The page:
Chicago ranked #1 city in the world to live in for second year in a row https://t.co/FHQ4t6GNwO
— Austan Goolsbee (@Austan_Goolsbee) January 31, 2018
But wait, isn’t Chicago a fiscal mess? How about the state of Illinois? It remains the case that living in Chicago is still remarkably affordable, and many of the neighborhoods have wonderful food, buildings, and offer a relatively safe (not always) and walkable environment. You may even hope to find a parking spot.
I would put it this way: there are many ways to impose a Georgist land tax, fiscal insolvency being one of them. Very wealthy people and institutions know that if they relocate to Chicago, they will be required to ante up for the final bill. And so they stay away. For a city of its size and import, Chicago just doesn’t have that many billionaires, nor do I think a rational billionaire should consider moving there.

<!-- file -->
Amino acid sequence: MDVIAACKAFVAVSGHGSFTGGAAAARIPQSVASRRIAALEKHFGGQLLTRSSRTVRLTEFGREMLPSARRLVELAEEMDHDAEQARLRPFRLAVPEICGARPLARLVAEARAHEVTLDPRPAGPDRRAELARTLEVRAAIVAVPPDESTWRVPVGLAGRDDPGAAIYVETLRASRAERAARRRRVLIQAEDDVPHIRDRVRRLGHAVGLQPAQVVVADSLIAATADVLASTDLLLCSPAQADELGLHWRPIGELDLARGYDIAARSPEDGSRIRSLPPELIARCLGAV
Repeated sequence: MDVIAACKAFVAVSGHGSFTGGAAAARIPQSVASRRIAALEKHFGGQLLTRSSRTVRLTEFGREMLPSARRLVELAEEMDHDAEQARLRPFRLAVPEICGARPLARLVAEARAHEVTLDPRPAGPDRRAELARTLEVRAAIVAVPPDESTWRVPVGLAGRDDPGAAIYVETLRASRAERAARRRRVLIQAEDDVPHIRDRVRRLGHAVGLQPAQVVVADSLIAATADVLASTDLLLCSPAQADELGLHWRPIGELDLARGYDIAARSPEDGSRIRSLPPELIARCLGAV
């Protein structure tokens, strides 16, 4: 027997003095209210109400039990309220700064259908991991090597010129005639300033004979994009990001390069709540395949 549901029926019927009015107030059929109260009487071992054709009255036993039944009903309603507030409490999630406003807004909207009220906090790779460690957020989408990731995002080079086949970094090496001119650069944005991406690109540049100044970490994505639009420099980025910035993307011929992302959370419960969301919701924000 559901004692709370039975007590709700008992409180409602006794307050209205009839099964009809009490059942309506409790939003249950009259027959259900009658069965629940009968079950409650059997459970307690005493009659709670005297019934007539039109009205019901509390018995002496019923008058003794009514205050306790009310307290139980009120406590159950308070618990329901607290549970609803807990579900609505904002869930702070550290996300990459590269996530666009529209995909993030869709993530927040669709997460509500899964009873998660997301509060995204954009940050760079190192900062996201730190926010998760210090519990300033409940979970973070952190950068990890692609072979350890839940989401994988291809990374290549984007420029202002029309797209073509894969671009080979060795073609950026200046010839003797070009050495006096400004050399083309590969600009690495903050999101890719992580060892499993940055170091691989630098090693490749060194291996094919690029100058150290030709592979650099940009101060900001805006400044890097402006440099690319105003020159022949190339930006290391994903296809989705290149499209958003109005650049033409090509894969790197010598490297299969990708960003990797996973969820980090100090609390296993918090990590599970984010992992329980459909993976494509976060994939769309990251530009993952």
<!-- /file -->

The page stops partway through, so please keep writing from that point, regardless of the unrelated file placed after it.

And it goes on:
In other words, there is a pending wealth tax. Either directly or indirectly, this will place fiscal burdens on Chicago land, the immobile factor. And this keeps down rents in Chicago now.
Overall, I do not recommend this fiscal course of action, and Chicago may well become a worse city due to eventual insolvency at the local and state levels. Still, if you are wondering how it is that Chicago is so affordable — and wonderful — right now, this is part of the answer.
I also should note that not every neighborhood in Chicago benefits from this equilibrium, as in some parts gentrification is difficult to come by.